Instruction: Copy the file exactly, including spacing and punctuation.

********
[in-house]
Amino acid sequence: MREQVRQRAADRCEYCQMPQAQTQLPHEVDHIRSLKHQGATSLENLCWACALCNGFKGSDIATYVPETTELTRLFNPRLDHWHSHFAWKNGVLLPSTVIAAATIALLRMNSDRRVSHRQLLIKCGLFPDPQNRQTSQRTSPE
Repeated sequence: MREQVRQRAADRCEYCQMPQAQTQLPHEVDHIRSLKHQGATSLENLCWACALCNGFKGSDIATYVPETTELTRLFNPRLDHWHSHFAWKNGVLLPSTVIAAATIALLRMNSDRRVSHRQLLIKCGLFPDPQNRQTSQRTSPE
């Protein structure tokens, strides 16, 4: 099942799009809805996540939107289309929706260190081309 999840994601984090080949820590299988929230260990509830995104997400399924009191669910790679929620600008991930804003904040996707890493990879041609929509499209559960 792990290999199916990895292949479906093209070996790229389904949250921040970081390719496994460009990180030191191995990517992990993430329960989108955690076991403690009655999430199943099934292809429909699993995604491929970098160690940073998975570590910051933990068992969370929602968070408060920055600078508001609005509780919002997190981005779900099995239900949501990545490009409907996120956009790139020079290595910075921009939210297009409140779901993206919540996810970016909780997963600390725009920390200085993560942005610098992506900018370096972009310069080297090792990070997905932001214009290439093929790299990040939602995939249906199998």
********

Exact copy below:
[in-house]
Amino acid sequence: MREQVRQRAADRCEYCQMPQAQTQLPHEVDHIRSLKHQGATSLENLCWACALCNGFKGSDIATYVPETTELTRLFNPRLDHWHSHFAWKNGVLLPSTVIAAATIALLRMNSDRRVSHRQLLIKCGLFPDPQNRQTSQRTSPE
Repeated sequence: MREQVRQRAADRCEYCQMPQAQTQLPHEVDHIRSLKHQGATSLENLCWACALCNGFKGSDIATYVPETTELTRLFNPRLDHWHSHFAWKNGVLLPSTVIAAATIALLRMNSDRRVSHRQLLIKCGLFPDPQNRQTSQRTSPE
């Protein structure tokens, strides 16, 4: 099942799009809805996540939107289309929706260190081309 999840994601984090080949820590299988929230260990509830995104997400399924009191669910790679929620600008991930804003904040996707890493990879041609929509499209559960 792990290999199916990895292949479906093209070996790229389904949250921040970081390719496994460009990180030191191995990517992990993430329960989108955690076991403690009655999430199943099934292809429909699993995604491929970098160690940073998975570590910051933990068992969370929602968070408060920055600078508001609005509780919002997190981005779900099995239900949501990545490009409907996120956009790139020079290595910075921009939210297009409140779901993206919540996810970016909780997963600390725009920390200085993560942005610098992506900018370096972009310069080297090792990070997905932001214009290439093929790299990040939602995939249906199998």